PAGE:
God(ess) may have created Adam and Steve– and more power to her if she did–but she did not create a parent and a child, or a president and an advisee, or a pair of platonic friends.  God(ess) created romantic partners who were equals, and who made mistakes and forged a life together.  That is (whether we’re Christian or not) one of our society’s first stories, one of our touchstone mythologies as humans.  

And, ultimately, it is a romance.  

And romance is important.

So I appreciated the writer of the article.  I appreciate that she used my comment and tried to address the thing I said in there.  But I will stand by my literature, and I will stand by my genre.  There is more going on here than the mating rituals of the 21st American denizens, and more going on in the genre than guilt free fantasy escapism.  

You just need the eyes of a world citizen to see it.  

0 thoughts on “Okay, so I’m sitting at my computer and the following happens…”

  1. Christy Duke says:

    If I wasn't falling asleep on my feet I'd have more to say. Instead I'm going to sum it up by:
    Well said, Amy, very well said.
    *fist bump for female solidarity* LOL

  2. Unknown says:

    Fist bump number two….Romance of EVERY genre paints a rainbow that the human eyes cannot see, but the human heart hears its music as the influence carves immortal figures onto the Face of Time.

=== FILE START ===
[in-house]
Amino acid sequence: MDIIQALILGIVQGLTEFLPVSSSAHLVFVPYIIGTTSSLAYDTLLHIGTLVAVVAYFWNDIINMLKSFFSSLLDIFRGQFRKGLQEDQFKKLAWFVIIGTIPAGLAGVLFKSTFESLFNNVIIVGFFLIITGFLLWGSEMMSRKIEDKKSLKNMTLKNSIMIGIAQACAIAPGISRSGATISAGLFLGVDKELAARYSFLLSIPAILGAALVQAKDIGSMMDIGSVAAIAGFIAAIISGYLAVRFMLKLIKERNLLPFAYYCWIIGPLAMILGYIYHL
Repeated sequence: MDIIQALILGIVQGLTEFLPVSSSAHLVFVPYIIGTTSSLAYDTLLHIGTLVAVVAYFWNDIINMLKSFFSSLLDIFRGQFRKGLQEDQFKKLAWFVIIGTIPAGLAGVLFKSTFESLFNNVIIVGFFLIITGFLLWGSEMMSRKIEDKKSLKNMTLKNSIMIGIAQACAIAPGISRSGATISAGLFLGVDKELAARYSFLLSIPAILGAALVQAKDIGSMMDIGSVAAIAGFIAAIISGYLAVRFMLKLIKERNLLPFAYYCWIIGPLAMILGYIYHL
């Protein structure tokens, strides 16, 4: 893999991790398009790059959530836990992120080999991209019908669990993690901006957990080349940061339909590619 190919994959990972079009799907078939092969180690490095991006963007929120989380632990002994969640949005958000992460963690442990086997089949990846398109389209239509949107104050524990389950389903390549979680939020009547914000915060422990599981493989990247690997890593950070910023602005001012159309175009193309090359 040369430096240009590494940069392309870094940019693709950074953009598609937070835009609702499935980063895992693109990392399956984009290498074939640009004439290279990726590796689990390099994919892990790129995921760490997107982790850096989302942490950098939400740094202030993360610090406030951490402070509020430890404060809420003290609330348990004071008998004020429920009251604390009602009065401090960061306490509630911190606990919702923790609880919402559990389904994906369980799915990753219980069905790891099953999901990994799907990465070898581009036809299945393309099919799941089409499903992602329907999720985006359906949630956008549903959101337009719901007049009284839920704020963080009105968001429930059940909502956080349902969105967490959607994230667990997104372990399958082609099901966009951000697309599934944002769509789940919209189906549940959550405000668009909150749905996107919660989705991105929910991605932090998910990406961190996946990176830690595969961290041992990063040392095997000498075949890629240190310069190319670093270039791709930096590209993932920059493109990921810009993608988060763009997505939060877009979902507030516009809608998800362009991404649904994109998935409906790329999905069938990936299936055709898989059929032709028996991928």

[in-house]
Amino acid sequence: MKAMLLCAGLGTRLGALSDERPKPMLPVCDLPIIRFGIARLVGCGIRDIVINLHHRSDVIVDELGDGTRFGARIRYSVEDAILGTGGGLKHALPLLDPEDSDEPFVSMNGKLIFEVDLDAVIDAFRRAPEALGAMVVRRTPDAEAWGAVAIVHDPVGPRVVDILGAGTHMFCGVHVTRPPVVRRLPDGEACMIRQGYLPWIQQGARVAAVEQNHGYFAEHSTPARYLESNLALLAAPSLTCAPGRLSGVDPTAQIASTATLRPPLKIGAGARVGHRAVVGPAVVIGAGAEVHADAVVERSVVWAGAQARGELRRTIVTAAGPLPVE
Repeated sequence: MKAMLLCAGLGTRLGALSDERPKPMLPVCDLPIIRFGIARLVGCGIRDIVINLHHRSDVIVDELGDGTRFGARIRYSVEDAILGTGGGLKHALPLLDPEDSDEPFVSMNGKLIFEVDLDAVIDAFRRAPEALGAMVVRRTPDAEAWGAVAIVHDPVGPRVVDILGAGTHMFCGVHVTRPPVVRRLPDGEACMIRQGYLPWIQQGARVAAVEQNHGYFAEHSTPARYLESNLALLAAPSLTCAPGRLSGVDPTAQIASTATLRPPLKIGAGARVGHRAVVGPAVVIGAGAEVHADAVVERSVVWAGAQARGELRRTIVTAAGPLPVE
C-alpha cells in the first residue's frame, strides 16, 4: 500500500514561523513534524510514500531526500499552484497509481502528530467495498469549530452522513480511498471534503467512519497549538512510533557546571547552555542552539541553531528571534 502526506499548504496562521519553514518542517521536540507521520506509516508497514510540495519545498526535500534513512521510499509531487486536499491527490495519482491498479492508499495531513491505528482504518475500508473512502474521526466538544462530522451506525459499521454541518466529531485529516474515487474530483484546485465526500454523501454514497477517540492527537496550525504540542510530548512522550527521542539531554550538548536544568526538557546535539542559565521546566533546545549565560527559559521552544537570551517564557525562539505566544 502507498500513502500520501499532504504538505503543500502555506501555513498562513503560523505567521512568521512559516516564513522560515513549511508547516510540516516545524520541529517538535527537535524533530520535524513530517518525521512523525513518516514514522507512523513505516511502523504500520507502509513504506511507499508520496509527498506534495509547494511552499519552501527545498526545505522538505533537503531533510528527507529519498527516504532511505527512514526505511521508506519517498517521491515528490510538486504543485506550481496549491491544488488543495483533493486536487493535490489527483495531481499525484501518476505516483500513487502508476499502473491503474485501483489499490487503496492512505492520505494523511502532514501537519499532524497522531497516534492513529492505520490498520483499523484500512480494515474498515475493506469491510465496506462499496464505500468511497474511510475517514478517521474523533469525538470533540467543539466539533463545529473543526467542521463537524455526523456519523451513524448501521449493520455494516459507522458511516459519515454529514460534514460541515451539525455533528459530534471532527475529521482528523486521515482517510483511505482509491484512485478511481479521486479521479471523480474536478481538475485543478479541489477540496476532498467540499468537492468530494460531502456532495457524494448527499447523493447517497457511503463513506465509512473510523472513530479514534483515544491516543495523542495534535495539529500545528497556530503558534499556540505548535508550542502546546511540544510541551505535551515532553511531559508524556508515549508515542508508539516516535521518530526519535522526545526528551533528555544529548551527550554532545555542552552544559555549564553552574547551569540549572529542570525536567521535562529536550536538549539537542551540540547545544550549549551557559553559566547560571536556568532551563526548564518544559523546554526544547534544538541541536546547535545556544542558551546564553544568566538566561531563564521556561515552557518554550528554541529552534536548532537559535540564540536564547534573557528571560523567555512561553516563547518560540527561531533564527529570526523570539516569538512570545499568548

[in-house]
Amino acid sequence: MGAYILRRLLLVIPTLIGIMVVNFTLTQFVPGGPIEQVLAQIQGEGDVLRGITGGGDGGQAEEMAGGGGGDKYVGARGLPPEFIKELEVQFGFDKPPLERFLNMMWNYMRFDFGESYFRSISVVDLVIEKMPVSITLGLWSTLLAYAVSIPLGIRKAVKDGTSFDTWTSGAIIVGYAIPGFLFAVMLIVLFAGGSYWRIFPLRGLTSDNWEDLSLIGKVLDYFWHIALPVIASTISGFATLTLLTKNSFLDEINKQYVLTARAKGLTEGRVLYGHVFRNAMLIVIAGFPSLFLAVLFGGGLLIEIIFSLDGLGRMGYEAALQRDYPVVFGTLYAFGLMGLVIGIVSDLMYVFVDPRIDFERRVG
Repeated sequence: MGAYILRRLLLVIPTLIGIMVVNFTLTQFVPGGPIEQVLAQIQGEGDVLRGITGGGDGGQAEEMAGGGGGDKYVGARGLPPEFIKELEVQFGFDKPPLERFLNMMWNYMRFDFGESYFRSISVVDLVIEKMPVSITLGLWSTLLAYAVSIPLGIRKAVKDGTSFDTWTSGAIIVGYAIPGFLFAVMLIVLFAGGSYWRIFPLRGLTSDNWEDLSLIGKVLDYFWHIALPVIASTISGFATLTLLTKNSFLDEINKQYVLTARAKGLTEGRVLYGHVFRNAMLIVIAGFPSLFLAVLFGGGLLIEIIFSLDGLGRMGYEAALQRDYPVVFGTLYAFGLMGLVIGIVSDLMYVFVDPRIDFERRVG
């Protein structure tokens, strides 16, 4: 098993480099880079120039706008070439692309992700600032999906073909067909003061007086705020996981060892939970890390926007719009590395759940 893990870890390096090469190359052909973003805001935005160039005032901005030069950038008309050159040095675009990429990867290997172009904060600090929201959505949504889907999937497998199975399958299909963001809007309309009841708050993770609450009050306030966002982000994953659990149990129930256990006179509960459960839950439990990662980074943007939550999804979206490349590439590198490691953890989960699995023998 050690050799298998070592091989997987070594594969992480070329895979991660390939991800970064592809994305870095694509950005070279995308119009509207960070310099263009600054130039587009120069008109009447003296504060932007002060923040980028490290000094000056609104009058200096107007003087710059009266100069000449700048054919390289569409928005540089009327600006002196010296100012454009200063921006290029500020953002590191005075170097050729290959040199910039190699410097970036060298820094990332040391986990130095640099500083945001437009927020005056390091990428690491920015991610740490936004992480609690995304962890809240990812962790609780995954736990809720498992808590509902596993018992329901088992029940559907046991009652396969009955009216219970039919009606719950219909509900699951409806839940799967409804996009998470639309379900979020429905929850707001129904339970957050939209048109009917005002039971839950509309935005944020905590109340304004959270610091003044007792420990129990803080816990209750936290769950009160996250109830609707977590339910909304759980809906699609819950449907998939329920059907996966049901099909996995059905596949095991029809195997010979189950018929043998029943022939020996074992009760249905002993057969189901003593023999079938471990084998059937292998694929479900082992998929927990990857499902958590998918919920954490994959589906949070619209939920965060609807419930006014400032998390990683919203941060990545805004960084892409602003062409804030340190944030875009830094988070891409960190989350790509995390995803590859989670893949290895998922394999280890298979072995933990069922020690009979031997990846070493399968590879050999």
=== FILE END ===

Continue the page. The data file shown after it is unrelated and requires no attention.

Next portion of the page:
Just sayin'….and I really need my coffee now.

  3. Mtsnow13 says:

    Once again, thank you for doing what you do so well. Hope is sometimes all we have and whatever it takes for a person to enjoy reading, that person AFTER reading – romance et. al. – is MORE educated than BEFORE they read. My life is fuller having experienced life through others' stories. Most definitely after reading yours. Thank you, Amy. Well said.

  4. Evaine says:

    You rock so hard, Amy! Today is another day that I'm thankful I picked up Keeping Promise Rock when discovering m/m romances.

  5. Thanks, Amy. I could never have stated so eloquently just how important *good* romance is for all of us who love it. And in a similar vein to Elaine, today is another day I'm grateful I picked up Chase in Shadow when I was discovering m/m romances.